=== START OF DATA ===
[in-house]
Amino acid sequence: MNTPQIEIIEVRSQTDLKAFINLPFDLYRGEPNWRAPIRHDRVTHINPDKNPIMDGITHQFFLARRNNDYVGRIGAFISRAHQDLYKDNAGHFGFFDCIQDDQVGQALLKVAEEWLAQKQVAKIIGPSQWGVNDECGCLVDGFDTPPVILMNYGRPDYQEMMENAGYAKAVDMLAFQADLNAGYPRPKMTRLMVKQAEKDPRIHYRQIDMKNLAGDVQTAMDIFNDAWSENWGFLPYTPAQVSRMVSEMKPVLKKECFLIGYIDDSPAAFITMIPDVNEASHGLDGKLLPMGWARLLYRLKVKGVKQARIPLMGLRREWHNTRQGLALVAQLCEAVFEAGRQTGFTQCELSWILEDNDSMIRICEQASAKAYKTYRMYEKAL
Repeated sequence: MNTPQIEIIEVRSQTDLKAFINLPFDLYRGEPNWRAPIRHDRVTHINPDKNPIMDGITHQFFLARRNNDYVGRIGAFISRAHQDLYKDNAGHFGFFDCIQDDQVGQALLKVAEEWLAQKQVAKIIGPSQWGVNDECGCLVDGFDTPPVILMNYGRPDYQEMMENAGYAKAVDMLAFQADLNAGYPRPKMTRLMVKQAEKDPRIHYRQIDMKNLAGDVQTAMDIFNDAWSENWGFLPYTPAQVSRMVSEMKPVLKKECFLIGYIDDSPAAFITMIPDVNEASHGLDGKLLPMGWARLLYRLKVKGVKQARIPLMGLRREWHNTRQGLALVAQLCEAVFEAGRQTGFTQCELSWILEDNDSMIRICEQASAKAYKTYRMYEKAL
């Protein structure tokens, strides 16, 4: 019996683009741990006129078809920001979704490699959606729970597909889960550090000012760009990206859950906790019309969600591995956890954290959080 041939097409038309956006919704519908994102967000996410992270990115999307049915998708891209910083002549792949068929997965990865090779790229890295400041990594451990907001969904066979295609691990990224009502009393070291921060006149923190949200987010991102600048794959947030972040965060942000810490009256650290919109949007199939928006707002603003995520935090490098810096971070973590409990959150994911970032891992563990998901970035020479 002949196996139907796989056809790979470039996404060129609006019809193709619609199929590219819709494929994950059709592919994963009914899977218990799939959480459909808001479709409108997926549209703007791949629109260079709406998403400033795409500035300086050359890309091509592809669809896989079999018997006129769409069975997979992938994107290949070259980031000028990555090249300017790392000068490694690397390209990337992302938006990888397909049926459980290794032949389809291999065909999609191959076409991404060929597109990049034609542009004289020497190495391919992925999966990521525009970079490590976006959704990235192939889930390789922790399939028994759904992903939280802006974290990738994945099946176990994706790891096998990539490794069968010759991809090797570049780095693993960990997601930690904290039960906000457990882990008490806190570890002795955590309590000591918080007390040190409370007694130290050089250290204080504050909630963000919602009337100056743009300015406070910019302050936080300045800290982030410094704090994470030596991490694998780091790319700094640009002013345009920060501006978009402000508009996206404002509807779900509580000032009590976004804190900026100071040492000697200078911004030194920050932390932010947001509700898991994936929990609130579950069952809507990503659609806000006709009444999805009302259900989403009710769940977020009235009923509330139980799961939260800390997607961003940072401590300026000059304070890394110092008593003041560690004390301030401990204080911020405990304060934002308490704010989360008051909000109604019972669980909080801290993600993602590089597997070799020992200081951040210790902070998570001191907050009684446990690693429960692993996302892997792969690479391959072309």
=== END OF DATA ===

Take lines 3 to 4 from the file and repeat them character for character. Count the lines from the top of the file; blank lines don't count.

Repeated sequence: MNTPQIEIIEVRSQTDLKAFINLPFDLYRGEPNWRAPIRHDRVTHINPDKNPIMDGITHQFFLARRNNDYVGRIGAFISRAHQDLYKDNAGHFGFFDCIQDDQVGQALLKVAEEWLAQKQVAKIIGPSQWGVNDECGCLVDGFDTPPVILMNYGRPDYQEMMENAGYAKAVDMLAFQADLNAGYPRPKMTRLMVKQAEKDPRIHYRQIDMKNLAGDVQTAMDIFNDAWSENWGFLPYTPAQVSRMVSEMKPVLKKECFLIGYIDDSPAAFITMIPDVNEASHGLDGKLLPMGWARLLYRLKVKGVKQARIPLMGLRREWHNTRQGLALVAQLCEAVFEAGRQTGFTQCELSWILEDNDSMIRICEQASAKAYKTYRMYEKAL
């Protein structure tokens, strides 16, 4: 019996683009741990006129078809920001979704490699959606729970597909889960550090000012760009990206859950906790019309969600591995956890954290959080 041939097409038309956006919704519908994102967000996410992270990115999307049915998708891209910083002549792949068929997965990865090779790229890295400041990594451990907001969904066979295609691990990224009502009393070291921060006149923190949200987010991102600048794959947030972040965060942000810490009256650290919109949007199939928006707002603003995520935090490098810096971070973590409990959150994911970032891992563990998901970035020479 002949196996139907796989056809790979470039996404060129609006019809193709619609199929590219819709494929994950059709592919994963009914899977218990799939959480459909808001479709409108997926549209703007791949629109260079709406998403400033795409500035300086050359890309091509592809669809896989079999018997006129769409069975997979992938994107290949070259980031000028990555090249300017790392000068490694690397390209990337992302938006990888397909049926459980290794032949389809291999065909999609191959076409991404060929597109990049034609542009004289020497190495391919992925999966990521525009970079490590976006959704990235192939889930390789922790399939028994759904992903939280802006974290990738994945099946176990994706790891096998990539490794069968010759991809090797570049780095693993960990997601930690904290039960906000457990882990008490806190570890002795955590309590000591918080007390040190409370007694130290050089250290204080504050909630963000919602009337100056743009300015406070910019302050936080300045800290982030410094704090994470030596991490694998780091790319700094640009002013345009920060501006978009402000508009996206404002509807779900509580000032009590976004804190900026100071040492000697200078911004030194920050932390932010947001509700898991994936929990609130579950069952809507990503659609806000006709009444999805009302259900989403009710769940977020009235009923509330139980799961939260800390997607961003940072401590300026000059304070890394110092008593003041560690004390301030401990204080911020405990304060934002308490704010989360008051909000109604019972669980909080801290993600993602590089597997070799020992200081951040210790902070998570001191907050009684446990690693429960692993996302892997792969690479391959072309």